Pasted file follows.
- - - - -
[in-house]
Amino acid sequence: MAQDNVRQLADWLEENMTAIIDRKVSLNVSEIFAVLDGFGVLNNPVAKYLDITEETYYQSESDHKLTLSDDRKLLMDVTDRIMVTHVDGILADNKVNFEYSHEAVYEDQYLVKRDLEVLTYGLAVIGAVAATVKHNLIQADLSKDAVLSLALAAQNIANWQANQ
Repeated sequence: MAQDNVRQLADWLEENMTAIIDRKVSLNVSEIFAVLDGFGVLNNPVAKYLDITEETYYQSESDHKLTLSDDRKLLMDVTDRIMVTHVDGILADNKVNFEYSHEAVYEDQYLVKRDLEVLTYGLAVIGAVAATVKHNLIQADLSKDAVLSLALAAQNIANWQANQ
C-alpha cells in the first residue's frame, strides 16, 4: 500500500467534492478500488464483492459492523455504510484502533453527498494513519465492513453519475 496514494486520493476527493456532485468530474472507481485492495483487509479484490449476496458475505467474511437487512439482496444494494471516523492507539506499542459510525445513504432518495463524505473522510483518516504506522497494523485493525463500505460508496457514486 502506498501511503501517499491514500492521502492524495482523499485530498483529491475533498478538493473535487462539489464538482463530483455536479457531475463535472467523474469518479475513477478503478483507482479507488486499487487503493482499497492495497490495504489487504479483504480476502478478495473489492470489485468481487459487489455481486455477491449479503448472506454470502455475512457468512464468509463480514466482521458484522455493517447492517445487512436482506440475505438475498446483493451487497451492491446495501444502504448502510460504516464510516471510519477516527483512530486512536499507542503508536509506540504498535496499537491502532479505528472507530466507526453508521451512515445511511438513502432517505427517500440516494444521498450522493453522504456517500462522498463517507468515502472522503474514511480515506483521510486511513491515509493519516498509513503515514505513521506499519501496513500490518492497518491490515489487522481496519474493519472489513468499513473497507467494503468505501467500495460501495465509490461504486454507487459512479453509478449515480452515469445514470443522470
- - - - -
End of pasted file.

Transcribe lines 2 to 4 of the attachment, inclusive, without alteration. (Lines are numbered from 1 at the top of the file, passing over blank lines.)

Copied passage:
Amino acid sequence: MAQDNVRQLADWLEENMTAIIDRKVSLNVSEIFAVLDGFGVLNNPVAKYLDITEETYYQSESDHKLTLSDDRKLLMDVTDRIMVTHVDGILADNKVNFEYSHEAVYEDQYLVKRDLEVLTYGLAVIGAVAATVKHNLIQADLSKDAVLSLALAAQNIANWQANQ
Repeated sequence: MAQDNVRQLADWLEENMTAIIDRKVSLNVSEIFAVLDGFGVLNNPVAKYLDITEETYYQSESDHKLTLSDDRKLLMDVTDRIMVTHVDGILADNKVNFEYSHEAVYEDQYLVKRDLEVLTYGLAVIGAVAATVKHNLIQADLSKDAVLSLALAAQNIANWQANQ
C-alpha cells in the first residue's frame, strides 16, 4: 500500500467534492478500488464483492459492523455504510484502533453527498494513519465492513453519475 496514494486520493476527493456532485468530474472507481485492495483487509479484490449476496458475505467474511437487512439482496444494494471516523492507539506499542459510525445513504432518495463524505473522510483518516504506522497494523485493525463500505460508496457514486 502506498501511503501517499491514500492521502492524495482523499485530498483529491475533498478538493473535487462539489464538482463530483455536479457531475463535472467523474469518479475513477478503478483507482479507488486499487487503493482499497492495497490495504489487504479483504480476502478478495473489492470489485468481487459487489455481486455477491449479503448472506454470502455475512457468512464468509463480514466482521458484522455493517447492517445487512436482506440475505438475498446483493451487497451492491446495501444502504448502510460504516464510516471510519477516527483512530486512536499507542503508536509506540504498535496499537491502532479505528472507530466507526453508521451512515445511511438513502432517505427517500440516494444521498450522493453522504456517500462522498463517507468515502472522503474514511480515506483521510486511513491515509493519516498509513503515514505513521506499519501496513500490518492497518491490515489487522481496519474493519472489513468499513473497507467494503468505501467500495460501495465509490461504486454507487459512479453509478449515480452515469445514470443522470